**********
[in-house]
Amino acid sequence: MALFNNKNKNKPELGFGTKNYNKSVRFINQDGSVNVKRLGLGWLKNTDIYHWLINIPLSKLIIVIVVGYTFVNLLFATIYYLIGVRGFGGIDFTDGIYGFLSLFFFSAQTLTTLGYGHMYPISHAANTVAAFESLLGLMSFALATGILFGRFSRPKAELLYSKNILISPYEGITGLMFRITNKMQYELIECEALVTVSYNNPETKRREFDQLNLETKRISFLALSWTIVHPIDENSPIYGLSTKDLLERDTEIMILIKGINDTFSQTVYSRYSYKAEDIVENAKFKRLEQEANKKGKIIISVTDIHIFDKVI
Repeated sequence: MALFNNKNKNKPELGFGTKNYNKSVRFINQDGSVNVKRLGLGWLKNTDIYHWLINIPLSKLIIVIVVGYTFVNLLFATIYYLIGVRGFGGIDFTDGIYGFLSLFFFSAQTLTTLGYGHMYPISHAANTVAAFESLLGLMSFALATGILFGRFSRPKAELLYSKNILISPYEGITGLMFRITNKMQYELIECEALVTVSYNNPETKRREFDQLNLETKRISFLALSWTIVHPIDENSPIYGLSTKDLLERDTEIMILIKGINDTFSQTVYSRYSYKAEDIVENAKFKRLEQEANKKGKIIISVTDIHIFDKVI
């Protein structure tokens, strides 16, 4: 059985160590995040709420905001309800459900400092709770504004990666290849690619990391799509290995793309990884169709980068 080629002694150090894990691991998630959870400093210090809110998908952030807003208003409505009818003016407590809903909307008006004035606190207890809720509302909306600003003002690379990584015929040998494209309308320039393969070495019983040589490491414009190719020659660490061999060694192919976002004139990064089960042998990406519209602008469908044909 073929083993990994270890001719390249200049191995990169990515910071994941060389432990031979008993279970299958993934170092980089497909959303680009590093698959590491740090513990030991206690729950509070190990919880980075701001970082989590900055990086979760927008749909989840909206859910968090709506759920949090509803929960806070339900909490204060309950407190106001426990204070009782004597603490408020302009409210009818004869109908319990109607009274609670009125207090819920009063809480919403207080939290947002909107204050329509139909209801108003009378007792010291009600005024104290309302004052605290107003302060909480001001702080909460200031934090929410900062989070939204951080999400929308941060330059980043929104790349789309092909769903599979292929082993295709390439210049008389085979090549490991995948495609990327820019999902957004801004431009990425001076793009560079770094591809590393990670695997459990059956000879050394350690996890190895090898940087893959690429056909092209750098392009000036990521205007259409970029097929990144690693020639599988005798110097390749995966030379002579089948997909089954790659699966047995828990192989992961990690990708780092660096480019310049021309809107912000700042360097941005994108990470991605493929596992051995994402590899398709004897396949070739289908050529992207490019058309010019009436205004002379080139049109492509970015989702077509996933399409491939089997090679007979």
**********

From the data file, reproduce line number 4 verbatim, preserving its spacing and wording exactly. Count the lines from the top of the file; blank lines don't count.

């Protein structure tokens, strides 16, 4: 059985160590995040709420905001309800459900400092709770504004990666290849690619990391799509290995793309990884169709980068 080629002694150090894990691991998630959870400093210090809110998908952030807003208003409505009818003016407590809903909307008006004035606190207890809720509302909306600003003002690379990584015929040998494209309308320039393969070495019983040589490491414009190719020659660490061999060694192919976002004139990064089960042998990406519209602008469908044909 073929083993990994270890001719390249200049191995990169990515910071994941060389432990031979008993279970299958993934170092980089497909959303680009590093698959590491740090513990030991206690729950509070190990919880980075701001970082989590900055990086979760927008749909989840909206859910968090709506759920949090509803929960806070339900909490204060309950407190106001426990204070009782004597603490408020302009409210009818004869109908319990109607009274609670009125207090819920009063809480919403207080939290947002909107204050329509139909209801108003009378007792010291009600005024104290309302004052605290107003302060909480001001702080909460200031934090929410900062989070939204951080999400929308941060330059980043929104790349789309092909769903599979292929082993295709390439210049008389085979090549490991995948495609990327820019999902957004801004431009990425001076793009560079770094591809590393990670695997459990059956000879050394350690996890190895090898940087893959690429056909092209750098392009000036990521205007259409970029097929990144690693020639599988005798110097390749995966030379002579089948997909089954790659699966047995828990192989992961990690990708780092660096480019310049021309809107912000700042360097941005994108990470991605493929596992051995994402590899398709004897396949070739289908050529992207490019058309010019009436205004002379080139049109492509970015989702077509996933399409491939089997090679007979």